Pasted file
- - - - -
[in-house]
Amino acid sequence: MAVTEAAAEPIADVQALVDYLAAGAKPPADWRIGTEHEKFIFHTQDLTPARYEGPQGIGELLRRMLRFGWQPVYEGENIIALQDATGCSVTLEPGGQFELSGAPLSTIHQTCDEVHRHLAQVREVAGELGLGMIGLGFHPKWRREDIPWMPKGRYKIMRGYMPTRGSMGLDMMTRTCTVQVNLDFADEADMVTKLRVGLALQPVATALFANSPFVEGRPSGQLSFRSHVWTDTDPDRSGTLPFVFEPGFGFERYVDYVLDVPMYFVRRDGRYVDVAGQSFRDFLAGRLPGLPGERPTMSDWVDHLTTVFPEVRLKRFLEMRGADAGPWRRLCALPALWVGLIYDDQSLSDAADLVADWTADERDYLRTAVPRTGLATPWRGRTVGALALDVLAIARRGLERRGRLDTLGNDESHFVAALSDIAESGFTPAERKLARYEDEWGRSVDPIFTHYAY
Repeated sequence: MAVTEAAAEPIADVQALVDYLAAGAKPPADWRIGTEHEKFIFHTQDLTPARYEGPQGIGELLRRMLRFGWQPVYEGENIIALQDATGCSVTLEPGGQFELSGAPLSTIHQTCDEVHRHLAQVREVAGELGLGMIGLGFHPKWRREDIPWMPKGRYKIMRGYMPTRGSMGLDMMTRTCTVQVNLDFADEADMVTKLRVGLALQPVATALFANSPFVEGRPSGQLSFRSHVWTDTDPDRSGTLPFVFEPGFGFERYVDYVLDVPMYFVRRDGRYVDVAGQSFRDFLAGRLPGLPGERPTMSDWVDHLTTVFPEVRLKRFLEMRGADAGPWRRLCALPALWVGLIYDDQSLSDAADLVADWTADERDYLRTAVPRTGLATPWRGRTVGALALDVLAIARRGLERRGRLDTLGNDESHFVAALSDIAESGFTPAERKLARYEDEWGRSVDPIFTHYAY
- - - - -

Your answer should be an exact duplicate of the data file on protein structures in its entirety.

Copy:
[in-house]
Amino acid sequence: MAVTEAAAEPIADVQALVDYLAAGAKPPADWRIGTEHEKFIFHTQDLTPARYEGPQGIGELLRRMLRFGWQPVYEGENIIALQDATGCSVTLEPGGQFELSGAPLSTIHQTCDEVHRHLAQVREVAGELGLGMIGLGFHPKWRREDIPWMPKGRYKIMRGYMPTRGSMGLDMMTRTCTVQVNLDFADEADMVTKLRVGLALQPVATALFANSPFVEGRPSGQLSFRSHVWTDTDPDRSGTLPFVFEPGFGFERYVDYVLDVPMYFVRRDGRYVDVAGQSFRDFLAGRLPGLPGERPTMSDWVDHLTTVFPEVRLKRFLEMRGADAGPWRRLCALPALWVGLIYDDQSLSDAADLVADWTADERDYLRTAVPRTGLATPWRGRTVGALALDVLAIARRGLERRGRLDTLGNDESHFVAALSDIAESGFTPAERKLARYEDEWGRSVDPIFTHYAY
Repeated sequence: MAVTEAAAEPIADVQALVDYLAAGAKPPADWRIGTEHEKFIFHTQDLTPARYEGPQGIGELLRRMLRFGWQPVYEGENIIALQDATGCSVTLEPGGQFELSGAPLSTIHQTCDEVHRHLAQVREVAGELGLGMIGLGFHPKWRREDIPWMPKGRYKIMRGYMPTRGSMGLDMMTRTCTVQVNLDFADEADMVTKLRVGLALQPVATALFANSPFVEGRPSGQLSFRSHVWTDTDPDRSGTLPFVFEPGFGFERYVDYVLDVPMYFVRRDGRYVDVAGQSFRDFLAGRLPGLPGERPTMSDWVDHLTTVFPEVRLKRFLEMRGADAGPWRRLCALPALWVGLIYDDQSLSDAADLVADWTADERDYLRTAVPRTGLATPWRGRTVGALALDVLAIARRGLERRGRLDTLGNDESHFVAALSDIAESGFTPAERKLARYEDEWGRSVDPIFTHYAY